One of those eight was Nancy Ripberger. Ripberger predates the Sherrill family, actually. She began working for Briggs’ Diner when she was still in high school, and was able to retain a job there when the ownership changed. She and Neff became friends instantly. They’re as close as sisters still today.

Now, Ripberger has been with the operation for 43 years. She says she can’t think of anything she’d rather do.

“I love it. You have to love it,” she said. “There was one key thing that sums up our relationship. (Debbie) told me the day she bought the restaurant from her parents that as long as she earned a living there, I would too. That pretty much sums up the relationship between us. We were still pretty young but I still remember that comment. I have told people that all through the years. That’s something that needs to be said.”

The group stayed close after the final day. They had a list of the phone numbers of long-time regulars, and gathered a group to get together and meet up for breakfast on Wednesdays. The group began to get quite large.

Just two months after Sherrill’s closed, Neff was approached by Roseanne Lord with the CW Mount Center, and a deal was struck for the restaurant to use the community center’s kitchen twice a week, Wednesday and Thursday, from 6 a.m. to 2 p.m., where Neff and Ripberger are back doing what they always loved, serving up their food and companionship to all the old regulars again. The only difference is it’s happening at 341 W. Jefferson St. now, and not at the crossroads it always had.

They spread the word through Facebook, and a phone tree of sorts, starting with the numbers of those old regulars they’d taken down. One friend called another with the news, and so on.

The community was waiting with open arms to welcome Sherrill’s back in December. Patrons pack the place during breakfast and lunch just like they used to five miles to the west.

“I love to feed people and make people happy,” Neff said. “I love to feed people good food. I like it when they are satisfied. That’s just what I’ve always done. I love to cook. I’ll come out and tell them it’s like my mom always said, ‘I make it with love.’ I just like for them to be happy.”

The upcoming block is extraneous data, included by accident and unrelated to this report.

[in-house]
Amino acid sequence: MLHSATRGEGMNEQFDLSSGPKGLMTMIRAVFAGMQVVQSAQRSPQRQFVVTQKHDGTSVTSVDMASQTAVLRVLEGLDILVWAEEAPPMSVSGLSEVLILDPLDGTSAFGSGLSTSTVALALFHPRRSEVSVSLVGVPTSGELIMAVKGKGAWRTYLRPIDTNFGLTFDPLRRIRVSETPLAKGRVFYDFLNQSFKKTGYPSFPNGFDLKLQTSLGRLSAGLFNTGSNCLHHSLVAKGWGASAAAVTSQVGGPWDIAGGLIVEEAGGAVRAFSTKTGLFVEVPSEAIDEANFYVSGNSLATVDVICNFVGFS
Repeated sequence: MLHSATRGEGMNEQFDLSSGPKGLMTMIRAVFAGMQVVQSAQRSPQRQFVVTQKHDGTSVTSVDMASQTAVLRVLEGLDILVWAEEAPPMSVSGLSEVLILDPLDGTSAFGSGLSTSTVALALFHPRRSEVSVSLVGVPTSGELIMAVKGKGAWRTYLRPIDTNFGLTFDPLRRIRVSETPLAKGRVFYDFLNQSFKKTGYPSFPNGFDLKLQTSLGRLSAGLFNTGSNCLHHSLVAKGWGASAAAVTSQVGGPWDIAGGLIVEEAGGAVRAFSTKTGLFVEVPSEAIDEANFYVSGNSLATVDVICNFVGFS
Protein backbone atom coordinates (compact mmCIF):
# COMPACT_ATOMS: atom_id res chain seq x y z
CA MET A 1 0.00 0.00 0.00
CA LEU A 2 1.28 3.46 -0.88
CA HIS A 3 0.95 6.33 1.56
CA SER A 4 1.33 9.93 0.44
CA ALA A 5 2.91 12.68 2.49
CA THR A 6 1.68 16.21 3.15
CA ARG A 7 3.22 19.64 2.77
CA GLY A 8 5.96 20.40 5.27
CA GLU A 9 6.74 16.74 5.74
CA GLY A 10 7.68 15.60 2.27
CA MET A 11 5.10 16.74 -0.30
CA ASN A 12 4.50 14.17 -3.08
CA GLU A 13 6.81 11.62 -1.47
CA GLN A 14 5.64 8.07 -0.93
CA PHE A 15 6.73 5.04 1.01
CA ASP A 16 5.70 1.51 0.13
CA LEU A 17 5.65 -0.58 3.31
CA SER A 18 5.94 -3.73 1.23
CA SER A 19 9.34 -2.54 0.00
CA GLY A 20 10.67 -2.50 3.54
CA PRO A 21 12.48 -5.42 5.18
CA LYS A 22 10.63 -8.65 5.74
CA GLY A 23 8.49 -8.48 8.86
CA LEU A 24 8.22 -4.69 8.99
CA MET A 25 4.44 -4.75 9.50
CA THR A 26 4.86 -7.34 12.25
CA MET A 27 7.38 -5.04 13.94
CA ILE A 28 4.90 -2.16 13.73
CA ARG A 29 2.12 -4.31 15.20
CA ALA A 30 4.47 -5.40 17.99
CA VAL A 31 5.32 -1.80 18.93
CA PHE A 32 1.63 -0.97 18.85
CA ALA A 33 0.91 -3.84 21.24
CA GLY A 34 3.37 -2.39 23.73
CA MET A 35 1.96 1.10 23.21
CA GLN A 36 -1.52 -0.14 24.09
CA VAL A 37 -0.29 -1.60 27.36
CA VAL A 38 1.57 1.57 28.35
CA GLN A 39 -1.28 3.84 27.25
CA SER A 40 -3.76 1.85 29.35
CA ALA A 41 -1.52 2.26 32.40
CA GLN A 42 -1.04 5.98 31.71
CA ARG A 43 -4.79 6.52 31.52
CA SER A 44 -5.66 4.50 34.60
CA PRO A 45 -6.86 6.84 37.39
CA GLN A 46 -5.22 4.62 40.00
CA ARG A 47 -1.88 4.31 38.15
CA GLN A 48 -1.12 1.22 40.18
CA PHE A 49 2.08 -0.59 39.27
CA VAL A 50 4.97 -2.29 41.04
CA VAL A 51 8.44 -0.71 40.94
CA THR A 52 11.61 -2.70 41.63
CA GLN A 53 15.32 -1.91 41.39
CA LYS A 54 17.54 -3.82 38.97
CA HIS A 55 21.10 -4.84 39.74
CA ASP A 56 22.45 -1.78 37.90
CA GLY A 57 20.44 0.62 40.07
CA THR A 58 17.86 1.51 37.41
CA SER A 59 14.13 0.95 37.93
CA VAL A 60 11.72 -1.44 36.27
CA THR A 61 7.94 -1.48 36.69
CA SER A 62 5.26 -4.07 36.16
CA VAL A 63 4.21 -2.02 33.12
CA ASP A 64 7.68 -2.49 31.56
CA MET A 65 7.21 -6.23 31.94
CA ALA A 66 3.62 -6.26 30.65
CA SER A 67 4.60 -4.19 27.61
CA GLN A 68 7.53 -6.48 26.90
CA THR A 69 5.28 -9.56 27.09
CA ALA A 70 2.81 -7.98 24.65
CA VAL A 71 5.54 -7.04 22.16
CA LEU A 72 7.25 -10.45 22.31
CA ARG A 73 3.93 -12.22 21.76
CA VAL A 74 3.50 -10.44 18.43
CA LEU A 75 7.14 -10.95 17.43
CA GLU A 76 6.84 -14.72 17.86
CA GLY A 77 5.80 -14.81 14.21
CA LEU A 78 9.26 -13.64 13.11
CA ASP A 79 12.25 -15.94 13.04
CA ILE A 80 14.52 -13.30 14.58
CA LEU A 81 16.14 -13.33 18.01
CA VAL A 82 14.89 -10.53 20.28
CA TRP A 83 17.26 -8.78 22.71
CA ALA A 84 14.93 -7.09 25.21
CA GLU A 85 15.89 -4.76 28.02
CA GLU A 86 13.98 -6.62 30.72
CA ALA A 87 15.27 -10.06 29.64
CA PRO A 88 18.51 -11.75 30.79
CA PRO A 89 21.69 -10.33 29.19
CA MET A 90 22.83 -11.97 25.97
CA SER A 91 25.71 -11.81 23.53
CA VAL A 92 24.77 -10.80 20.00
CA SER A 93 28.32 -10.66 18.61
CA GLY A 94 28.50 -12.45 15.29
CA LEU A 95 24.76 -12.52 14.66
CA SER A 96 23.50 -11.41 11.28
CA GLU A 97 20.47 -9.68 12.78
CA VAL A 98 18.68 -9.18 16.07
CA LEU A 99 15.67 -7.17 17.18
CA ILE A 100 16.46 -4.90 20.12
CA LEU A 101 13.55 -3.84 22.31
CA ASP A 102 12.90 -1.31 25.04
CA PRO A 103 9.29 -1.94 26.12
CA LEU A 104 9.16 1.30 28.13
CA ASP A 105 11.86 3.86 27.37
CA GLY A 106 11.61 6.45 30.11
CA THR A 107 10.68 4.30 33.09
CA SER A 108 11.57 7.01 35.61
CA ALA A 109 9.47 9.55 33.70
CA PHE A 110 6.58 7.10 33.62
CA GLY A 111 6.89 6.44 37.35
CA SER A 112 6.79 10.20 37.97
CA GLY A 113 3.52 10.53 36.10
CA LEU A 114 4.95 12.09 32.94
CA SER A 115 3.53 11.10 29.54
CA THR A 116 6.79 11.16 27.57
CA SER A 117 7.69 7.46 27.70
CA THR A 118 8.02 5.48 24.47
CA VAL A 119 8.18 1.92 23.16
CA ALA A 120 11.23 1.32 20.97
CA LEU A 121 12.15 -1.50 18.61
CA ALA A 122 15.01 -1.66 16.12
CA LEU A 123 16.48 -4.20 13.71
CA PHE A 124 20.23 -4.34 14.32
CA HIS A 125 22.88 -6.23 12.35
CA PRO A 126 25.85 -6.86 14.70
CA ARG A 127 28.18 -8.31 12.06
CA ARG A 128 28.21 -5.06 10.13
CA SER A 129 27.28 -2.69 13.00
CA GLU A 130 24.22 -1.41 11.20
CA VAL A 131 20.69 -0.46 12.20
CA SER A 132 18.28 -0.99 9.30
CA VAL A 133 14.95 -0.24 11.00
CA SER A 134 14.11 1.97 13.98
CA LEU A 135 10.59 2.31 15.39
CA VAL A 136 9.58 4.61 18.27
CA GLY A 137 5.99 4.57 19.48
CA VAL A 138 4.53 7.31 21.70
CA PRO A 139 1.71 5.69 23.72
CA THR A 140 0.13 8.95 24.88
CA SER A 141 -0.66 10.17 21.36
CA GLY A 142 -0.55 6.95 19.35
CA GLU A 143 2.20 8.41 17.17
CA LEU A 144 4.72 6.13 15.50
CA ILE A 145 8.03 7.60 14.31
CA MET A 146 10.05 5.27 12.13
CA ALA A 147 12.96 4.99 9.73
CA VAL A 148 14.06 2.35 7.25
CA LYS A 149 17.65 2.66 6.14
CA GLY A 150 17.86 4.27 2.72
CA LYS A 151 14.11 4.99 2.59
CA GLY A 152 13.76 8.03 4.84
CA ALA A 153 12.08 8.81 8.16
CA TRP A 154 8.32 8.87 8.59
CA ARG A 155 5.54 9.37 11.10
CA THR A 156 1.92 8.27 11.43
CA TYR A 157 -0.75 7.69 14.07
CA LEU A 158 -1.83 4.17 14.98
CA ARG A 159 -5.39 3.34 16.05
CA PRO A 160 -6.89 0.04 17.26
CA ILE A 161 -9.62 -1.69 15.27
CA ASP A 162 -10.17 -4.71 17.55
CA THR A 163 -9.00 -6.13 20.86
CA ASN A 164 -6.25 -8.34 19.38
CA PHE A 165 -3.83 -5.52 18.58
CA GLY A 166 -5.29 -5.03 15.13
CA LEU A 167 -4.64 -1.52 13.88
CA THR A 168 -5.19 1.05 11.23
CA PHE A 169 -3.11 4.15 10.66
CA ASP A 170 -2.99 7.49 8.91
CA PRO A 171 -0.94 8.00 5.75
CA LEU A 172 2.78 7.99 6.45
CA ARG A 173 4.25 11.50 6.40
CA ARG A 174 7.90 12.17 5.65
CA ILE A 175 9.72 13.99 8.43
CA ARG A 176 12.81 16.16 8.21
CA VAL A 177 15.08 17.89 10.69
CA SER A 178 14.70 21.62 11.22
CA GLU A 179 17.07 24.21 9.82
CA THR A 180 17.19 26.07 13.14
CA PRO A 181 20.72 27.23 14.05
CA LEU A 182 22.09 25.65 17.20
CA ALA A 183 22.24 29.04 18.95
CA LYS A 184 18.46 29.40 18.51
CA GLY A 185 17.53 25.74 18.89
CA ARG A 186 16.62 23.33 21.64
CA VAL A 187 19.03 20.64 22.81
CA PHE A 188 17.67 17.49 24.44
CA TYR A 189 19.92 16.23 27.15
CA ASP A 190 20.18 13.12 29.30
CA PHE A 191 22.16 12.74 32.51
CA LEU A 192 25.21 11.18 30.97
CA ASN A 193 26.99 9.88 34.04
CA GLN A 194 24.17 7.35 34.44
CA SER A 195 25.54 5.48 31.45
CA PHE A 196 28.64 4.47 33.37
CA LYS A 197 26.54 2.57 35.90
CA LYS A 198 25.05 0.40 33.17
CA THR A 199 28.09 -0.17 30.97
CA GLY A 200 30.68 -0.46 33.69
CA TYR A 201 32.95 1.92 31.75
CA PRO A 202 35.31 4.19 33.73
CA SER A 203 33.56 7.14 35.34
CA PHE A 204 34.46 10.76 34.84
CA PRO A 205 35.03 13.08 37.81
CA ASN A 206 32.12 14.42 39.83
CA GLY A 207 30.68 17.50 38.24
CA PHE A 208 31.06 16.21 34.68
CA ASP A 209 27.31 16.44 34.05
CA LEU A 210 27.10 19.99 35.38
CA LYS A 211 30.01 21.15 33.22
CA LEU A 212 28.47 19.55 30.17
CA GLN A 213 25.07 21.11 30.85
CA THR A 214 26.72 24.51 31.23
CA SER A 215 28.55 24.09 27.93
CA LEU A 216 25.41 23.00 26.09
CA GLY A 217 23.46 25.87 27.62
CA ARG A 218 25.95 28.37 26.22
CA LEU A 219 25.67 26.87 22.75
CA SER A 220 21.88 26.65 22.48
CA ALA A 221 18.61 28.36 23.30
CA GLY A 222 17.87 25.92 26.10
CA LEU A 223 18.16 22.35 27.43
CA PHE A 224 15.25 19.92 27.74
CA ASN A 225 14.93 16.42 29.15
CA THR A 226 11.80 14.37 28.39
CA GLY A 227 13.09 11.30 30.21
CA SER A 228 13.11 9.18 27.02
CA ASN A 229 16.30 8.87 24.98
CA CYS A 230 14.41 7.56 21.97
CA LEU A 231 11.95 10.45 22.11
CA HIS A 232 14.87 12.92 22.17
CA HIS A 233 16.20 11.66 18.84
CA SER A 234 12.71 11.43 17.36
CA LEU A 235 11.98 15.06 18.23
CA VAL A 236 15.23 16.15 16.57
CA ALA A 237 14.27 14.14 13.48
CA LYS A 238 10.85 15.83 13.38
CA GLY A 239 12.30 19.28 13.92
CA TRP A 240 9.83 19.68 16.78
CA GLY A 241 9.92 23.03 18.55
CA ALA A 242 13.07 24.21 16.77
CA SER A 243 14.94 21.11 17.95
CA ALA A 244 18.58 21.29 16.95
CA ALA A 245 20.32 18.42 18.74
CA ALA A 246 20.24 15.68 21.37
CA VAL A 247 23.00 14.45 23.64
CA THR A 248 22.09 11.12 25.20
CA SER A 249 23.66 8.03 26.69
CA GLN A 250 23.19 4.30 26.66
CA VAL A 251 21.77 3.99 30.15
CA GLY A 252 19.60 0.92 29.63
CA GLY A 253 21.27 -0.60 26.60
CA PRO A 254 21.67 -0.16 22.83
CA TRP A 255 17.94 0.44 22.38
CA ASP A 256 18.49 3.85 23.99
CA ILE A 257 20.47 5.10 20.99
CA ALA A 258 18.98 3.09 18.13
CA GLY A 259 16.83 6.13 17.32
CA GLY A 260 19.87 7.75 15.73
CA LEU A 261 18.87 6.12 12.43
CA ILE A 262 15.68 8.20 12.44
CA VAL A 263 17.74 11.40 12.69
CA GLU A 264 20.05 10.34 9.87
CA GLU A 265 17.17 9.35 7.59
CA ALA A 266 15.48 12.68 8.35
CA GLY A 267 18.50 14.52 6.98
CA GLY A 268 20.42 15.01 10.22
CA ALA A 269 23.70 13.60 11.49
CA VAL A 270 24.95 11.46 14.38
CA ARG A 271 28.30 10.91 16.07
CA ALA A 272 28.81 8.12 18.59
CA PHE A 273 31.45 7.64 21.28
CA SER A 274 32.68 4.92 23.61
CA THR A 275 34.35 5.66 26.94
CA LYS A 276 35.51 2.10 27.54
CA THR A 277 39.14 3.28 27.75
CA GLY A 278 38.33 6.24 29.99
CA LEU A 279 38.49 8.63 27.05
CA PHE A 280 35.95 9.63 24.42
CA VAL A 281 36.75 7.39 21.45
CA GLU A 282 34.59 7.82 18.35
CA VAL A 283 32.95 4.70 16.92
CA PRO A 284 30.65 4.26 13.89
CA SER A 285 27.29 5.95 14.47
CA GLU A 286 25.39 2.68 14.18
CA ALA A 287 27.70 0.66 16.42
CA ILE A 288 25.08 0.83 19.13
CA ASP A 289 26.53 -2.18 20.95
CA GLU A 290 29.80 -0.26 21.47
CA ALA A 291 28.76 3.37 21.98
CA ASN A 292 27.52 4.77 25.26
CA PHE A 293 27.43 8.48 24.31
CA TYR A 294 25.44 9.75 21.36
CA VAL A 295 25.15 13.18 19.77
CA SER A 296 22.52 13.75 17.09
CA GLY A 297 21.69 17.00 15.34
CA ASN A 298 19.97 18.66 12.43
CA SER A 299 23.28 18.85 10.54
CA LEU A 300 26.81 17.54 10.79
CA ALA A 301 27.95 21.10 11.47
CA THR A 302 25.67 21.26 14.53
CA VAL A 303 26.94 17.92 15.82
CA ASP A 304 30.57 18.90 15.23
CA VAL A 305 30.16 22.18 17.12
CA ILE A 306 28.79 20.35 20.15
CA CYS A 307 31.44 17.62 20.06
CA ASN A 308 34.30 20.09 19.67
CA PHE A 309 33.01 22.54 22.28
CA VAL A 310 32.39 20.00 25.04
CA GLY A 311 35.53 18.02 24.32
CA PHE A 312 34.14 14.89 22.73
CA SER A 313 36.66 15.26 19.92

Admittedly, the CW Mount Center’s kitchen is not what Sherrill’s kitchen was. There are some differences, like the lack of a deep fryer, but they’ve made do.

Most of the time-tested favorites are still available. The Sherrill’s Burger, a bacon cheeseburger topped with coleslaw, is once again a hot seller. Breakfast crowds flock to the community center to get their hands on a savory breakfast platter, biscuits and gravy with potatoes and eggs.

“We do miss our breaded tenderloins,” Neff admitted. “We miss not having the deep fry, but maybe it’s a little healthier way of eating. And, it’s definitely still home-cooked comfort food.”

Neff wasn’t sure if there was a future for Sherrill’s when INDOT delivered its news 11 months ago. She didn’t think she’d be able to afford to move forward.

She’s singing a little bit of a different tune now. Nothing is for certain, but if nothing else, this two-day-a-week venture is keeping the Sherrill’s brand alive.

“It’s going to stay that way until spring, and we’re going to let the weather break before we do anything else,” Neff said. “We’ve had some other opportunities come around, but we’re going to stay here until we decide exactly what we’re going to do.”


Source: Kokomo Tribune, https://bit.ly/1OEkxAQ


Information from: Kokomo Tribune, https://www.ktonline.com